I’m going to try to keep this quick and simple. A report about thirteen nights on one ship with only three ports before reaching our destination can get slightly monotonous. So here goes…in a nutshell: 14 days on Holland America’s Koningsdam transatlantic crossing.
If you’ve been reading my blog for any amount of time, you know that I don’t fly. My yearly pilgrimages to Europe rely on cruise lines’ repositioning transatlantic schedules or Queen Mary 2 crossing.
With only a handful of cruises to fit my April time frame and Queen Mary 2 out on a world voyage, I chose Holland America’s new Koningsdam. We’d cruise from Ft. Lauderdale to Rome, with three port visits along the way.
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As I mentioned, a cruise diary entry about a 13-night crossing would consist of the same things over and over for a total of 10 sea days and three port visits along the way to Rome. Onboard activities would range from an abundance of trivia contests, enrichment lectures that ranged from Caribbean pirates to Spanish history and sales presentations with raffles for they products. There were also various alcohol and wine tastings, for a fee.
Entertainment in the evenings were main stage productions that included Holland America’s own performers, comedians, a juggler, classical music artists and a visual and auditory spectacular, “Frozen Earth Live,” in collaboration with BBC Earth.
When we finally reached land after the first six sea days, it was a sunny day in Ponta Delgada, Azores. Sort of a two-thirds mark between Ft. Lauderdale and the Straights of Gibraltar and our entrance into the Mediterranean Sea.
What’s there to do in Ponta Delgada? Not much or a lot. It depends. Because we didn’t dock where you could walk to the city center, a dedicated shuttle bus ran back and forth from ship to the beginning of the city walk and waterfront promenade. This was how I chose to spend my day. But if you’re more adventurous, you can try a shore excursion to crater lake and a pineapple plantation. I did this a couple of years ago.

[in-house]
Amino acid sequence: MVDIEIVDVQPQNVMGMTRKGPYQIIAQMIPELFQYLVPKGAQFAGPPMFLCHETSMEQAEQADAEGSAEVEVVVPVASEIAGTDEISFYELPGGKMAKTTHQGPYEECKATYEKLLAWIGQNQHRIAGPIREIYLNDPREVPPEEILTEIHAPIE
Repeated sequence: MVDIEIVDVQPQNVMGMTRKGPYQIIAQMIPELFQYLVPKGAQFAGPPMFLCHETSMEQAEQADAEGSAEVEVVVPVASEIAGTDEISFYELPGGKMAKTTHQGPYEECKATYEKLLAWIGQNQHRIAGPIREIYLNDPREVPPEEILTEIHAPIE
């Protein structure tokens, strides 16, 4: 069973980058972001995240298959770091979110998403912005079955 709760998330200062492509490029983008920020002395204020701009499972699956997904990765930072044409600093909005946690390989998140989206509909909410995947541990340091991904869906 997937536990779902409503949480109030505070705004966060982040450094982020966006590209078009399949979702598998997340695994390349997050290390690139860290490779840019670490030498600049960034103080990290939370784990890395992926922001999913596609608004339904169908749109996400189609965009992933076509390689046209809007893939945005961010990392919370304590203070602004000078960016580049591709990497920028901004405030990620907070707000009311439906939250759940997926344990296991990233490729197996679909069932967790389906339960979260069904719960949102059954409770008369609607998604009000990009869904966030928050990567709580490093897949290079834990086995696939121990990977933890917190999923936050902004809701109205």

I’ve been here on three other crossings and experienced two different shore excursions. The first was a simple city tour and time on your own. My second experience in the town of San Miguel (the island is Ponta Delgada) I chose the trip to the sulfur springs, pineapple farm and scenic drive (see photo above.) It’s pretty much a white knuckle scenic drive, riding high into the surrounding volcanic mountain terrain that affords breathtaking overlooks, as you can see.
But this time, I only spent one hour in town and it was enough. Weather was beautiful but as is common on tropical volcanic islands (think Caribbean) inclement weather can appear out of nowhere. With dark clouds looming behind the city, I hoofed it back to the bus stop for my shuttle and before we reached the ship, there was a sudden downpour followed by massive wind and then the sun reappeared.
Back on board by 5pm and we set off on another two days at sea, en route to passage between Tangiers, Africa and British Gibraltar, through the narrow Straits of Gibraltar after midnight. In the morning, we finally reached Europe.